Pilgrim

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Objectivism is a reaction to, and mirror image of, Marxism, and both elevate purity of theory over realism. Both are simple answers to complicated questions, and as Keynes said, there is a simple answer to every question, but it's usually wrong.

 

I both agree and disagree with that statement. Is Objectivism a mirror image of Marxism, I would definitely disagree with that. Is it oversimplified, IMHO yes.

 

Since we are adding fuel to the fire here anyway I offer this quote which sums up my belief more eloquently than I could.

 

"Although I would eventually grow into and, largely, out of Ayn Rand's orbit, here writing was still a significant stepping stone, or way-station, for me, a black and white starting point along the journey to a more nuanced philosophy and politics."

 

Neil Peart "Traveling Music"

 

And no, I am not trying to start yet another Neil Peart thread.

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Self determination and valuing the fruit of one's labors are admirable qualities, in perspective and when balanced with other qualities such as charity and recognizing that there are benefits from interdependence. Randroids have an unfortunately tendency to view self determination and valuing the fruit of one's labors as ends in themselves and to take them to extremes that are unrealistic in a modern complex society. Objectivism is a reaction to, and mirror image of, Marxism, and both elevate purity of theory over realism. Both are simple answers to complicated questions, and as Keynes said, there is a simple answer to every question, but it's usually wrong.

 

 

...it seems to me that you are either quoting or paraphrasing what some uniformed person has told you about Objectivism. I can't see how you could have come up with such a statement if you yourself had spent anytime on the subject.

 

:dopeslap:

 

 

Wiki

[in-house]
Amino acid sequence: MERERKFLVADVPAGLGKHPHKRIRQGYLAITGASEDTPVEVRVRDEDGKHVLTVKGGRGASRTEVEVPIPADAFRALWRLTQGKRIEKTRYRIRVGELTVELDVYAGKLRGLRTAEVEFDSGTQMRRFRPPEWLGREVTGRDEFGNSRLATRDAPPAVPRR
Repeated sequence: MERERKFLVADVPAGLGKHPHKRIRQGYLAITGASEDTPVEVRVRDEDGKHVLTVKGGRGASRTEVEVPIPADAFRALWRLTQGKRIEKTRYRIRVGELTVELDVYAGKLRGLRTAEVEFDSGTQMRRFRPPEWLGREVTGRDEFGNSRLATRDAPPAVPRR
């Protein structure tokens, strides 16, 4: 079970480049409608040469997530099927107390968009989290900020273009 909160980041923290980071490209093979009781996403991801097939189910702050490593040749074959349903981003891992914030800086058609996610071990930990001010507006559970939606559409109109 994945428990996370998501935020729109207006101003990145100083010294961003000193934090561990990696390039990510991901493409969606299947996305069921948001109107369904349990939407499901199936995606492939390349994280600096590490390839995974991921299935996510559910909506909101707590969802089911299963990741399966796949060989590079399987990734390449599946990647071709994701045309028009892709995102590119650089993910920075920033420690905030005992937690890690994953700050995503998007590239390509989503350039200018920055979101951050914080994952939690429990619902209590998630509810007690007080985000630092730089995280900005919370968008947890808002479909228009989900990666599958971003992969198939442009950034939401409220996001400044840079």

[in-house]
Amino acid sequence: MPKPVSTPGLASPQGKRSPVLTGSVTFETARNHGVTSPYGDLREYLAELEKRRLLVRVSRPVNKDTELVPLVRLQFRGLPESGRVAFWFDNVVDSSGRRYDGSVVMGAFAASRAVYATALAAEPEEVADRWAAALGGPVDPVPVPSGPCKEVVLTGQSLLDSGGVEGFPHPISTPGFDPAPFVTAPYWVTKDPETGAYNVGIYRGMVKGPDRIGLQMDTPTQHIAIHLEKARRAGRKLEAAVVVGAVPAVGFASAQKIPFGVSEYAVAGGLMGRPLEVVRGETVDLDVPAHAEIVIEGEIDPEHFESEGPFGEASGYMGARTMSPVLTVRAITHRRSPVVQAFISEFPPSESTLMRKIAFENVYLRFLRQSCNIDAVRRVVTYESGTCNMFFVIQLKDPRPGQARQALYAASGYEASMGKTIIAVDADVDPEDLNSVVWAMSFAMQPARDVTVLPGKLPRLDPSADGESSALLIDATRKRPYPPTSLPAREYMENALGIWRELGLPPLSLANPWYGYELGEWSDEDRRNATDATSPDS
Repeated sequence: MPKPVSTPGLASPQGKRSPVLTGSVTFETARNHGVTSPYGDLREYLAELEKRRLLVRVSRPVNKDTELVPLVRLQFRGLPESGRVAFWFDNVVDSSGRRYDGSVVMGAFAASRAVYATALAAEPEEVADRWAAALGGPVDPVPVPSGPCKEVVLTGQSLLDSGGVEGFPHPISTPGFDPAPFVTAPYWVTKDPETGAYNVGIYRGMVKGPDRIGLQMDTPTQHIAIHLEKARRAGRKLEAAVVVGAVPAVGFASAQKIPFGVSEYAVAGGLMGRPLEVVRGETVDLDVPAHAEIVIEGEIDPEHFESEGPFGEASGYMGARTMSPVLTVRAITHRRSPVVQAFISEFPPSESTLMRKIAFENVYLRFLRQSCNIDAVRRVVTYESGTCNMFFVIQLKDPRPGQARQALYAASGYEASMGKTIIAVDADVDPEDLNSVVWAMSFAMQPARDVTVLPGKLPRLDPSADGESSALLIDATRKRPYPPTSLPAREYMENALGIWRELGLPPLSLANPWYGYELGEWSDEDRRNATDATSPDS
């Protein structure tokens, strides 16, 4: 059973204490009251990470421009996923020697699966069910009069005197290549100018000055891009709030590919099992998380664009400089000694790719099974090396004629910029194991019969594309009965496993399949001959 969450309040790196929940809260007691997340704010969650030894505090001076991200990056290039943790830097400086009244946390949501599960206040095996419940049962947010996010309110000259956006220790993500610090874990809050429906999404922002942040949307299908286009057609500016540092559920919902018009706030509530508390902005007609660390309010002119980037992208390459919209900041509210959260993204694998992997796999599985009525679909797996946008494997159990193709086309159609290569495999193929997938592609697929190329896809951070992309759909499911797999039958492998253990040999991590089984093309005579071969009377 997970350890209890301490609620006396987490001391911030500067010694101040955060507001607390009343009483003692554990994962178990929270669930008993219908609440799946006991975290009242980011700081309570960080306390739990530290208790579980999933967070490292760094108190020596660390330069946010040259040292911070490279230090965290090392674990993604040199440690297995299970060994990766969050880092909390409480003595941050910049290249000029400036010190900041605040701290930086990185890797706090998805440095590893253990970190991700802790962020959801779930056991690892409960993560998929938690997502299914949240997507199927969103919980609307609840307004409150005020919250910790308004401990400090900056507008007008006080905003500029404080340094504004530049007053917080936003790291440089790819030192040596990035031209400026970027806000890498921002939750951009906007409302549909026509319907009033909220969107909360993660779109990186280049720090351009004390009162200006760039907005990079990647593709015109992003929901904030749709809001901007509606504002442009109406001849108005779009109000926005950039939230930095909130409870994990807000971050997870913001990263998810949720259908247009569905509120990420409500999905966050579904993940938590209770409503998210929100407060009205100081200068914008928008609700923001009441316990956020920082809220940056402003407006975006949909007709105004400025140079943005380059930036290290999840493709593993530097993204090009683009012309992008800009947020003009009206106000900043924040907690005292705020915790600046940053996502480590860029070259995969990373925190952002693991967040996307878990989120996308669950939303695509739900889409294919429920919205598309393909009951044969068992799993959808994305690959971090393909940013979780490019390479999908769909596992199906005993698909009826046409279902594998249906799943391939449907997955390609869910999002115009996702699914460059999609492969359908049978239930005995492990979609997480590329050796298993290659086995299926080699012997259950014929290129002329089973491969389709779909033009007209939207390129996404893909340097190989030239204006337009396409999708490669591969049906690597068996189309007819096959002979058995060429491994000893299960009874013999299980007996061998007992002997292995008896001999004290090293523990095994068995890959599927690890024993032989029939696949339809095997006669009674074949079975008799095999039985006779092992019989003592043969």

"Objectivism holds that reality exists independent from consciousness; that individual persons are in contact with this reality through sensory perception; that human beings can gain objective knowledge from perception through the process of concept formation; that the proper moral purpose of one's life is the pursuit of one's own happiness or rational self-interest; that the only social system consistent with this morality is full respect for individual rights, embodied in pure laissez-faire capitalism; and that the role of art in human life is to transform man's widest metaphysical ideas, by selective reproduction of reality, into a physical form—a work of art—that he can comprehend and respond to."

 

 

 

Simple??????????????????????????????????????

 

Mirror of Marxism???????????????????????????

 

 

 

 

 

 

 

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Get out to watch some grade school wrestling this fall. I've yet to see a trophy for just trying, those go only for winning or a podium finish. If the kid gets a pin, the judges hand the kid a safety pin with beads. That goes on a knit hat in team colors, and the kids wearing a hat full of pins on the sidelines is making a statement to his competition.

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Why I'm adding fuel to your fire, I have no idea, but this was interesting - David Walsh, "No: Why Kids - of All Ages - Need to Hear It and Ways Parents Can Say It."

 

Not a bad article.

 

I see some of the problems arising out of working single or divorced parent homes. The earlier generations often had a stable family, and mom was at home raising the children and home after school to help with homework as they grew older.

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Self determination and valuing the fruit of one's labors are admirable qualities, in perspective and when balanced with other qualities such as charity and recognizing that there are benefits from interdependence.

 

David, I think you're completely missing the point. Interdependence is important in the concept of a team, be it a sports team, a corporate team, or a tug of war. When those folks are aspiring for a common goal, dominating a marketplace, creating the best widget, or the most widgets or whatever... They are interdependent and yet each realizing the fruit of their own labors. The interdependence I speak of unites us as individuals, your ways makes us little more than a crutch holding each other up. I care not to be my brother's keeper, but I will be my brother's assistant.

 

I'll get in trouble with the accountants for this but what the hell. When I read what you've written, to me it looks at the world being of a "Zero sum," wherein for one person to have more of something it must come from someone else. Instead, I view the world as to having an infinite opportunity to create a bigger "whole." wherein anyone can have as big a piece of things as they are willing to work for.

 

That you mention the need for charity as a "balance" strikes me as funny. What you have written seems to imply a mandate for charity to maintain "perspective." Mandatory "charity" is extortion.